Residency principle. Virtually all the data included in the joint statistics are based on the residency principle, which, from an analytical point of view, offers the advantage of facilitating their use in conjunction with balance of payments data. However, domestically issued securities—such as large amounts of securities issued by the Russian Treasury—acquired by nonresidents, are covered by the joint statistics only to the extent that they are acquired by BIS-reporting banks. An additional shortcoming is the assumption that all internationally issued securities are held by nonresidents of the debtor country.
Short-term banking data. The short-term banking data from the BIS’s consolidated banking statistics, as well as securities positions, are presented on a residual one-year basis, instead of an original maturity basis. This may be helpful for assessing countries’ external vulnerability.
Off-balance-sheet items and offsetting financial assets. Two important issues that have complicated the analysis of debt data are off-balance-sheet items and the impact of offsetting financial assets relating to the concepts of external vulnerability and “net” debt. Offsetting assets are addressed, in part, by the inclusion of information on international reserve assets in the joint statistics. The external debt data presented here and in most other publications are not a substitute for data on the International Investment Position, which, based on the IMF’s Balance of Payments Manual (Fifth Edition), presents the complete balance sheet of the stock of external financial assets and liabilities. The IMF’s Special Data Dissemination Standard recognizes the importance of the International Investment Position by prescribing the dissemination of annual data for it and encouraging quarterly data.
The joint statistics do not provide information on off-balance-sheet items—with some exceptions for trustee business—such as derivative financial instruments or guarantees, which may alter the extent of the external vulnerability of countries. The compilation of statistics on off-balance-sheet items is being studied by the Inter-Agency Task Force on Finance Statistics. Other “on-balance-sheet” instruments—financial leases, subordinated loans, and intercompany loans other than interbank positions—are covered only for positions vis-à-vis BIS reporting banks by the joint debt statistics and continue to constitute significant gaps.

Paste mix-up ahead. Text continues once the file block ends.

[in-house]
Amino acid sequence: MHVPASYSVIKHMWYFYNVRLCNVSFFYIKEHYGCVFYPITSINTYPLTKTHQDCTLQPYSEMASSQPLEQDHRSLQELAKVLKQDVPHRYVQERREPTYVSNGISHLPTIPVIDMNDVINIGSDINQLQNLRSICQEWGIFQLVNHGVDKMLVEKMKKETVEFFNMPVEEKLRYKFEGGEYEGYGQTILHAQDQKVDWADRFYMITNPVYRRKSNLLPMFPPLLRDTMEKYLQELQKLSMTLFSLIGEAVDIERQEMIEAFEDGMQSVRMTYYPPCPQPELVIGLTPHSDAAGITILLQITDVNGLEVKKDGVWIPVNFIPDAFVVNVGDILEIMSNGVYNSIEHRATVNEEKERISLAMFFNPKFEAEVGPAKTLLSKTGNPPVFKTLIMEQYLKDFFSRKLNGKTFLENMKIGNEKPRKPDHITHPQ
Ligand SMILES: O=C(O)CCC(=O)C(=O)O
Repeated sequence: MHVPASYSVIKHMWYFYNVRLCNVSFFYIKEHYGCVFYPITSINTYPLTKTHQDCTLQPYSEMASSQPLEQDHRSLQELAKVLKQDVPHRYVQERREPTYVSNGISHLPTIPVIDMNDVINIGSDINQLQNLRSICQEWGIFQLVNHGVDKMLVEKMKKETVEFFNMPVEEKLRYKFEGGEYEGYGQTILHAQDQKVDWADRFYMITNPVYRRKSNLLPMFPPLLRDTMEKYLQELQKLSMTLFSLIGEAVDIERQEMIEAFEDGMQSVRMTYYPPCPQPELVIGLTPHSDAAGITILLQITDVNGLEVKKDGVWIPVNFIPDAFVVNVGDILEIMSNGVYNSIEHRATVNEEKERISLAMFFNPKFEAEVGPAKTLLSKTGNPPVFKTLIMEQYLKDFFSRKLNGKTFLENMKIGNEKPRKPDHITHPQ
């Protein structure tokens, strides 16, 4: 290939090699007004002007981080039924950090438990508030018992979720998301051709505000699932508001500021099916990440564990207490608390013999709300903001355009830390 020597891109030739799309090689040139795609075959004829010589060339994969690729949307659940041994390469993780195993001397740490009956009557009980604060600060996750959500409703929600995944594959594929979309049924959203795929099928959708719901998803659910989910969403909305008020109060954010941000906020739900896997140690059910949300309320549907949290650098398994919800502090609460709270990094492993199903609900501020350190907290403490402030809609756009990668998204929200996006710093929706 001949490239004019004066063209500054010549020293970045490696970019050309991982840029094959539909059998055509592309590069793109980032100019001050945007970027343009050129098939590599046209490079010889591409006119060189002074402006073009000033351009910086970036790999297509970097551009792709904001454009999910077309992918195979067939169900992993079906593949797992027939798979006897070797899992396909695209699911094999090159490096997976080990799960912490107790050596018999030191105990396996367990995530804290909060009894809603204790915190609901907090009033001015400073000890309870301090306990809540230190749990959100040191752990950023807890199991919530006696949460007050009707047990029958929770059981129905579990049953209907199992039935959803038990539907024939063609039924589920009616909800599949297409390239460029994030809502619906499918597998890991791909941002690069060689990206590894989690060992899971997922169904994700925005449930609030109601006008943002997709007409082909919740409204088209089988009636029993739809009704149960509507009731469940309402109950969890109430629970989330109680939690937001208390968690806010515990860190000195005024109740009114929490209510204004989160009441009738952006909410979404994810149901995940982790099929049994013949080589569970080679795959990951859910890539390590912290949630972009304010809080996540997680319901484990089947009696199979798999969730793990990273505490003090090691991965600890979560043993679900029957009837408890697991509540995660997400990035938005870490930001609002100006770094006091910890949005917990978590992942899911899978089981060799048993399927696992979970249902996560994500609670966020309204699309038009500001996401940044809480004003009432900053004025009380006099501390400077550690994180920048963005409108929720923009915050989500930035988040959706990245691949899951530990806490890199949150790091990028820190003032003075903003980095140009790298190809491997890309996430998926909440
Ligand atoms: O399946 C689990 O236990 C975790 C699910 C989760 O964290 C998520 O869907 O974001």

Developed country data. Currently, the joint debt statistics do not present data for developed economies, which might reinforce the erroneous notion that external debt issues concern developing nations and emerging markets only. Discussions are under way to expand the coverage of the joint debt statistics to include all countries. Also, the joint debt statistics devote a special section to offshore financial centers.
Nonbank trade credits. The data on nonbank trade credits cover official and officially guaranteed credit only, which, depending on the type of country for which the data are reported, may underestimate the coverage more or less significantly. Similarly, to improve the timeliness of the data, the multilateral category covers IMF and World Bank credits only—whose effect on individual country data may vary significantly. Improvements in this area are under discussion.
Source comparisons. Comparisons between external debt data based on debtor and creditor sources show differences that are more or less significant for individual countries. Some of the differences are related to shortcomings of the debtor source data, but creditor and market source data are also subject to shortcomings.
While the joint debt statistics add some value for analysts, the data essentially provide an overview of important debt categories for the countries concerned. Significant gaps and overlaps remain, which explains why the contributing agencies have chosen not to present total debt aggregates as part of this publication.
Photo Credits: Denio Zara and Padraic Hughes for the IMF.